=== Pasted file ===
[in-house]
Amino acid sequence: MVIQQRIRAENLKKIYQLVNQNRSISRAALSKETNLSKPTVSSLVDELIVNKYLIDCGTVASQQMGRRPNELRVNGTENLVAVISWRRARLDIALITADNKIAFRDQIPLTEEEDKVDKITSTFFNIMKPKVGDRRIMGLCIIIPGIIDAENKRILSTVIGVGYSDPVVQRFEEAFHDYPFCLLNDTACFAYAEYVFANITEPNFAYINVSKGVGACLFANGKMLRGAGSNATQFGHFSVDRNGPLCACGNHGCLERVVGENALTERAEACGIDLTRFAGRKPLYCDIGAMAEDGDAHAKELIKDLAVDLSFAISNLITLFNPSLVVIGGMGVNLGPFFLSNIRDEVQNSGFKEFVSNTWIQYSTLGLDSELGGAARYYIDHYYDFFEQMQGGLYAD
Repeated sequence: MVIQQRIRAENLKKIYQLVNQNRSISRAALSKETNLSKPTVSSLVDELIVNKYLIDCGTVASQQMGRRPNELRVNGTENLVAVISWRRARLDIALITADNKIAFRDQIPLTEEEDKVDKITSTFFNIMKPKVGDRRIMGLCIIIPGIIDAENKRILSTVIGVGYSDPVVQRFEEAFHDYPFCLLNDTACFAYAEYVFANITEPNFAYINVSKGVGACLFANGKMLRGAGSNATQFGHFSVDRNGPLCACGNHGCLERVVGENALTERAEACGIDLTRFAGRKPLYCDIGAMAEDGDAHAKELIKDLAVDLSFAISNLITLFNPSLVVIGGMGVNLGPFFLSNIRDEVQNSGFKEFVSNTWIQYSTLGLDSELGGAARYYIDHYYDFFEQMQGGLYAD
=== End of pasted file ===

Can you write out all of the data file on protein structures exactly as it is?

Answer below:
[in-house]
Amino acid sequence: MVIQQRIRAENLKKIYQLVNQNRSISRAALSKETNLSKPTVSSLVDELIVNKYLIDCGTVASQQMGRRPNELRVNGTENLVAVISWRRARLDIALITADNKIAFRDQIPLTEEEDKVDKITSTFFNIMKPKVGDRRIMGLCIIIPGIIDAENKRILSTVIGVGYSDPVVQRFEEAFHDYPFCLLNDTACFAYAEYVFANITEPNFAYINVSKGVGACLFANGKMLRGAGSNATQFGHFSVDRNGPLCACGNHGCLERVVGENALTERAEACGIDLTRFAGRKPLYCDIGAMAEDGDAHAKELIKDLAVDLSFAISNLITLFNPSLVVIGGMGVNLGPFFLSNIRDEVQNSGFKEFVSNTWIQYSTLGLDSELGGAARYYIDHYYDFFEQMQGGLYAD
Repeated sequence: MVIQQRIRAENLKKIYQLVNQNRSISRAALSKETNLSKPTVSSLVDELIVNKYLIDCGTVASQQMGRRPNELRVNGTENLVAVISWRRARLDIALITADNKIAFRDQIPLTEEEDKVDKITSTFFNIMKPKVGDRRIMGLCIIIPGIIDAENKRILSTVIGVGYSDPVVQRFEEAFHDYPFCLLNDTACFAYAEYVFANITEPNFAYINVSKGVGACLFANGKMLRGAGSNATQFGHFSVDRNGPLCACGNHGCLERVVGENALTERAEACGIDLTRFAGRKPLYCDIGAMAEDGDAHAKELIKDLAVDLSFAISNLITLFNPSLVVIGGMGVNLGPFFLSNIRDEVQNSGFKEFVSNTWIQYSTLGLDSELGGAARYYIDHYYDFFEQMQGGLYAD